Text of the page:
From MozillaZine Knowledge Base
These are commonly used words and acronyms throughout the Mozilla Community.
These acronyms are commonly used in the IRC chat rooms and in the forums.
Products and components
Components and technologies
- XUL means XML User Interface Language, a dialect of XML (Extensible Markup Language) for creating user interfaces
- XPCOM means Cross Platform Component Object Model, a Mozilla technology that is somewhat similar to Microsoft's COM. **deCOMtamination is the process of removing unnecessary uses of XPCOM from the Mozilla codebase in order to improve performance.
See also Development resources.
- RFE means Request For Enhancement - a feature request
- URL stands for Uniform Resource Locator. It is the address of a page or file on the web.
- UNCO means Unconfirmed, a bug that can't be or hasn't been reproduced by testers
- WFM means WORKSFORME, which is Bugzilla and forum speak for 'Not broken for me'
And the following is a list of acronyms you will often come across when you're in the Mozilla IRC channels (irc.mozilla.org) - these are in addition to the ones listed above:
- AFAIK: As far as I know
- ATM: At the moment
- BRB: Be right back
- IIRC: If I remember/recall correctly
- NP: No problem
Browser related terms
Here are a few words used commonly when talking about any browser:
- Location bar (Address/URL bar)
- The space at the top of the browser window which shows the current web page that is being viewed. If you type the address of a new web page there and press enter, you will be taken you to the new page.
- Status bar
- The bar on the bottom of the window that displays various statistics, such as page loading progress, errors, and messages.
- The icon (usually in the upper right corner of the web browser) that animates when the browser is loading a page. In SeaMonkey, and in older versions of Firefox, clicking on this icon opens the browser's home page (for example, in SeaMonkey: http://www.mozilla.org/projects/seamonkey/). See also: Throbber URL
Gibberish like these:
- Mozilla/5.0 (Windows; U; Windows NT 5.1; en-GB; rv:1.6) Gecko/20040206 Firefox/0.8
- Mozilla/5.0 (X11; U; Linux i686; en-US; rv:1.6) Gecko/20040327 Firefox/0.8
... are Mozilla application's UA (user agent) string. It specifies exactly which version you're using, which can be useful in tracking down bugs and explaining odd behaviour. It can be found in the application's Help > About dialogue, or the about: page.
The important parts are:
- Operating system ("Windows NT 5.1" or "Linux i686")
- The Build Identifier ("20040206" or "20040327".) The first four digits represent the year of the build, the next two represent the month, and the next two the day. Sometimes there are 2 additional digits to represent the hour.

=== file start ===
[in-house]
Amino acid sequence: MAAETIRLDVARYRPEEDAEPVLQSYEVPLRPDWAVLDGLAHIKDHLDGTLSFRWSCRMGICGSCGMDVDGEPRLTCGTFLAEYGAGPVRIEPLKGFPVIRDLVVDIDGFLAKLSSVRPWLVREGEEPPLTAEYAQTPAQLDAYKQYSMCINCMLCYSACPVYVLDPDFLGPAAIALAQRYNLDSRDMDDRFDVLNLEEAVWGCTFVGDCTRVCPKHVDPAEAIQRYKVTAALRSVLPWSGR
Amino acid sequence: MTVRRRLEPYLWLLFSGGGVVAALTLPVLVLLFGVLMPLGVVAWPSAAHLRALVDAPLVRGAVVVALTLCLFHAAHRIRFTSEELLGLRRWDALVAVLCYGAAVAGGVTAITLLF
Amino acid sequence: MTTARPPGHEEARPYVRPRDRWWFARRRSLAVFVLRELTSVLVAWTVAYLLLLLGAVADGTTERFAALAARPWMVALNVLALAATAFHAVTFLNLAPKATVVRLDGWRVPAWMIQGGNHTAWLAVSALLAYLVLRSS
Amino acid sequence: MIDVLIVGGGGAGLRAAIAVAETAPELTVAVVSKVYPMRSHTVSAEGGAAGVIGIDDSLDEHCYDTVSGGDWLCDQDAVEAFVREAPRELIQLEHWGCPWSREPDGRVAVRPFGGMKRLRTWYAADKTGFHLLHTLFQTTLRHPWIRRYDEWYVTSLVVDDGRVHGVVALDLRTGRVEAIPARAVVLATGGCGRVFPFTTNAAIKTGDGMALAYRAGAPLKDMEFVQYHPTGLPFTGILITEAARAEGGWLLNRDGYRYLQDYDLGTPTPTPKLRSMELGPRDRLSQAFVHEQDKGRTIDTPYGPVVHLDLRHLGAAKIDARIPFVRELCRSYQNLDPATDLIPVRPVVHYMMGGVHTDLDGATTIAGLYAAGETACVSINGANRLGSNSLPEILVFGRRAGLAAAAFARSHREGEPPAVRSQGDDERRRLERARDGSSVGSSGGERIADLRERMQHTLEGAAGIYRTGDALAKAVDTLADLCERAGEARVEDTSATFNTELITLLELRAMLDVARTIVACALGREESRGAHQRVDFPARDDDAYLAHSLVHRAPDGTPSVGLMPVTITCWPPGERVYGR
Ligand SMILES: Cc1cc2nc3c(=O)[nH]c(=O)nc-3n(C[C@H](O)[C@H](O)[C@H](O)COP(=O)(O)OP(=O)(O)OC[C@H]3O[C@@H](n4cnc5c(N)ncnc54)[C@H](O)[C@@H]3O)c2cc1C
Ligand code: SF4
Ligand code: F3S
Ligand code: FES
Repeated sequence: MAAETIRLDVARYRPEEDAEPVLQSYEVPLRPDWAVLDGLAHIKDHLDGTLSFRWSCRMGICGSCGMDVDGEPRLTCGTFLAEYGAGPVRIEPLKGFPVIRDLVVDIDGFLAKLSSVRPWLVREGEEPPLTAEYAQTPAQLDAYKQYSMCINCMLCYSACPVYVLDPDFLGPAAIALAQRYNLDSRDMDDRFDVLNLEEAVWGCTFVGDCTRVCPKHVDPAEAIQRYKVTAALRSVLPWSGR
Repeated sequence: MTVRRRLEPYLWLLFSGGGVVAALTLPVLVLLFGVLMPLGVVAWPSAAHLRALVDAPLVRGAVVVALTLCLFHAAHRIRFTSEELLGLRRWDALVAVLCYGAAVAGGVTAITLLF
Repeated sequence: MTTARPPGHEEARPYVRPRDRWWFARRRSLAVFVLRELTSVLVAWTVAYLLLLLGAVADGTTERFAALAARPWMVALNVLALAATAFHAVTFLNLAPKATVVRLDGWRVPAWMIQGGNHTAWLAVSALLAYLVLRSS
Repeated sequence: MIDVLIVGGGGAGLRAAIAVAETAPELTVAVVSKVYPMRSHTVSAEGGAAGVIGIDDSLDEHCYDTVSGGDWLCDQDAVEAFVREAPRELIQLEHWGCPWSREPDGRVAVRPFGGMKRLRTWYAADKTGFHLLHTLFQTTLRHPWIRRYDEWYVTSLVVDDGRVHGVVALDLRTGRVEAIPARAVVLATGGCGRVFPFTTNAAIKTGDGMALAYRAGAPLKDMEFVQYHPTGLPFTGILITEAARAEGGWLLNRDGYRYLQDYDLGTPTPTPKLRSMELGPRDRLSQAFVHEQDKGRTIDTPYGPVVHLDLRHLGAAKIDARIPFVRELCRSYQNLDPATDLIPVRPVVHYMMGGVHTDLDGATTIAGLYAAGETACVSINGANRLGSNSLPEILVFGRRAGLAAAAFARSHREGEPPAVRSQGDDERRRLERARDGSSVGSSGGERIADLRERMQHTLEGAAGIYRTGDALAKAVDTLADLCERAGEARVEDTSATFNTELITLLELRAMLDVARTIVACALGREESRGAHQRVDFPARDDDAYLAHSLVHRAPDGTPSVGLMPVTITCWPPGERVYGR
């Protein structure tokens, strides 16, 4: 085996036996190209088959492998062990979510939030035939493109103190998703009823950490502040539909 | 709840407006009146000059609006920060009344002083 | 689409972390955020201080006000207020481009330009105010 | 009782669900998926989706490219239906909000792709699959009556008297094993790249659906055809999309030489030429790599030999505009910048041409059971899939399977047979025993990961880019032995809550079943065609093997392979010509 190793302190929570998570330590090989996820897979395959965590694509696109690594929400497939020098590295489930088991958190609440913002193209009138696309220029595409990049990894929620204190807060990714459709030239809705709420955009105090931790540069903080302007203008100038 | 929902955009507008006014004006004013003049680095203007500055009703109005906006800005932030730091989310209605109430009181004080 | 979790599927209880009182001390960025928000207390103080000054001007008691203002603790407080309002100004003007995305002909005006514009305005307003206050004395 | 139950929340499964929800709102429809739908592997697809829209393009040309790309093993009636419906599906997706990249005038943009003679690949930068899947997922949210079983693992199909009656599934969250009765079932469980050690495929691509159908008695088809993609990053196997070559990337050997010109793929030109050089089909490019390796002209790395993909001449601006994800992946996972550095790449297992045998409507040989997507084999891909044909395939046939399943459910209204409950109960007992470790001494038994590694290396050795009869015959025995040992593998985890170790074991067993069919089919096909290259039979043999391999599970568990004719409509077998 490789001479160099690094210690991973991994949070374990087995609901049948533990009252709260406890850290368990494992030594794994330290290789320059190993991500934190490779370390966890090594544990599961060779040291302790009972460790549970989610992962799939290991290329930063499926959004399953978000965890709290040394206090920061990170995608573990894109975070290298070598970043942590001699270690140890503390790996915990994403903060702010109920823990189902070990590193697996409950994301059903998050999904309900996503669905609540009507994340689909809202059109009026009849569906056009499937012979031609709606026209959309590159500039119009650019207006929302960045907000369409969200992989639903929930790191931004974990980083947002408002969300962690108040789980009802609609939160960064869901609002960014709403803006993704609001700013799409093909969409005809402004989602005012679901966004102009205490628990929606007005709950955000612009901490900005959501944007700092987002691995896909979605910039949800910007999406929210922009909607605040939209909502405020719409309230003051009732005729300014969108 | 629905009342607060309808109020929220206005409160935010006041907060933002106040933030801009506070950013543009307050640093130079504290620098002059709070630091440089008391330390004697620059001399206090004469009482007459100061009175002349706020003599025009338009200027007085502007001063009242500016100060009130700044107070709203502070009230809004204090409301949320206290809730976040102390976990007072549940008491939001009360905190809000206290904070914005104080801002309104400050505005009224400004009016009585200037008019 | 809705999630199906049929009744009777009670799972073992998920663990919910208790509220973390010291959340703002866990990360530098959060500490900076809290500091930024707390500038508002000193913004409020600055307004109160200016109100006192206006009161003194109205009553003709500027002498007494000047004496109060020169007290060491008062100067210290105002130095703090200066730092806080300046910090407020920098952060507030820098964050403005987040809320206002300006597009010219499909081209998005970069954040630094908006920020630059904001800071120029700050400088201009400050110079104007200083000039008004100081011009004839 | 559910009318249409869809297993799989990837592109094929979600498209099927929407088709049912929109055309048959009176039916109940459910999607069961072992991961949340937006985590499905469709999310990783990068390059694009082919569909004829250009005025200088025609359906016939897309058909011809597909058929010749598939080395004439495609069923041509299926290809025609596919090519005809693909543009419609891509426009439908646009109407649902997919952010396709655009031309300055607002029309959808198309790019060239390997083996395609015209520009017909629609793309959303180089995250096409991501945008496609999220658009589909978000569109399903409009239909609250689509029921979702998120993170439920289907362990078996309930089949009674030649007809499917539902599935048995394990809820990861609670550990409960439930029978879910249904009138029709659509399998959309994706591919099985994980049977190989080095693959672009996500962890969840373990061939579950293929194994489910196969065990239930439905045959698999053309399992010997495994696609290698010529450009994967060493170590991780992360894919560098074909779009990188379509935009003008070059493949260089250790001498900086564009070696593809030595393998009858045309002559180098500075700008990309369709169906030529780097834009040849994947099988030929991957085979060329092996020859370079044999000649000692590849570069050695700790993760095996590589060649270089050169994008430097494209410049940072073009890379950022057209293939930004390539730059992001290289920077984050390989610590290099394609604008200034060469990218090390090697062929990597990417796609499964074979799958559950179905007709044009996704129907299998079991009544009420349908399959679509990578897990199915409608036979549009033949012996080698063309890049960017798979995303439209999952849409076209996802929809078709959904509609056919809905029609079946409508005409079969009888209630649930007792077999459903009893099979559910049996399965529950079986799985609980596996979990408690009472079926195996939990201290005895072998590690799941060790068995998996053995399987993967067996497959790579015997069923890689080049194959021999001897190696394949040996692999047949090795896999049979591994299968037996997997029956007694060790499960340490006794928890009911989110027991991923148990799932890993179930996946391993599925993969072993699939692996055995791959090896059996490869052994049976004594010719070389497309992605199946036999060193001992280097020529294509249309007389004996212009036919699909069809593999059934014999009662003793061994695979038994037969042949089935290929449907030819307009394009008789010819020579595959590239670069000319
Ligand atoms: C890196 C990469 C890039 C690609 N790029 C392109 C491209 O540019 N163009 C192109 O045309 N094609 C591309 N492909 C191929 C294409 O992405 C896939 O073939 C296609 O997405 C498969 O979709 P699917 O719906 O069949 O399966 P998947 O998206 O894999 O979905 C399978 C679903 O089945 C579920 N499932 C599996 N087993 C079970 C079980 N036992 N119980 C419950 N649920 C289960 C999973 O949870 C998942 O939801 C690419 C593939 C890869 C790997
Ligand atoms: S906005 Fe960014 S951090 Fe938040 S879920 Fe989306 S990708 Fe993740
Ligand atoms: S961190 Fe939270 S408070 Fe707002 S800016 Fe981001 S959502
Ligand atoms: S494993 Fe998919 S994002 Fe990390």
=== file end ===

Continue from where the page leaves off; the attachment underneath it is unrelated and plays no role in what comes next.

- Product name (Firefox)
- Release version (0.8)
(WIP section for bug 202689)
- The keyword used to label Firefox branches. Aviary is sometimes used to refer to Firefox, Thunderbird, and other Toolkit applications.
- The codename for the layout engine in Mozilla browsers.
- NGLayout (Next-Generation Layout)
- The project codename for the layout engine.
- GRE (Gecko Runtime Engine)
- MRE (Mozilla Runtime Engine)
- Former name for GRE.
- A fix to the bug.
- Review granted to a patch. "r+=Robin" (or simply r=Robin) would mean the patch is okay'ed by Robin, and conversely "r-" would mean the patch is denied. r, sr, and a are commonly used in Bugzilla and also in CVS check-in comments
- Approval (for patch check-in). "a=Robin" would mean a patch is approved for check-in by Robin".
- A (as small as possible) demonstration of the bug that testers and patchers could test by.
- The project name for the official Mozilla Suite. SeaMonkey is also the project name for the continuation of the Mozilla Suite by the SeaMonkey council.
- The Mozilla Foundation.
- Commonly put in the Status Whiteboard of a bug, meaning "I believe this is a duplicate bug, but I cannot find it at the moment or did not look for it."
- Bugzilla privilege which allows the user to change almost all fields in a bug.
- Bugzilla privilege which allows the user to confirm a bug.
- nightly build
- Builds that are generated on a daily basis which contain fixes to bugs.
- A release.
- release candidate (RC)
- A candidate for the next major release.
- A beta build of the next release.
- An alpha build of the next release.
- Unnecessary comments in bug reports. Like "me too", etc. Also e-mail messages sent by Bugzilla mailer.
- tinderbox builds
- Builds that are automatically generated from the tinderbox on an hourly basis. These are updated more frequently than nightly builds.
Acronym Finder is a very good resource for finding out what some Mozilla-related acronyms stand for.
The Mozilla Jargon file, Bugzilla code definitions page, and Bugzilla keyword list have many definitions for words used by Mozilla hackers.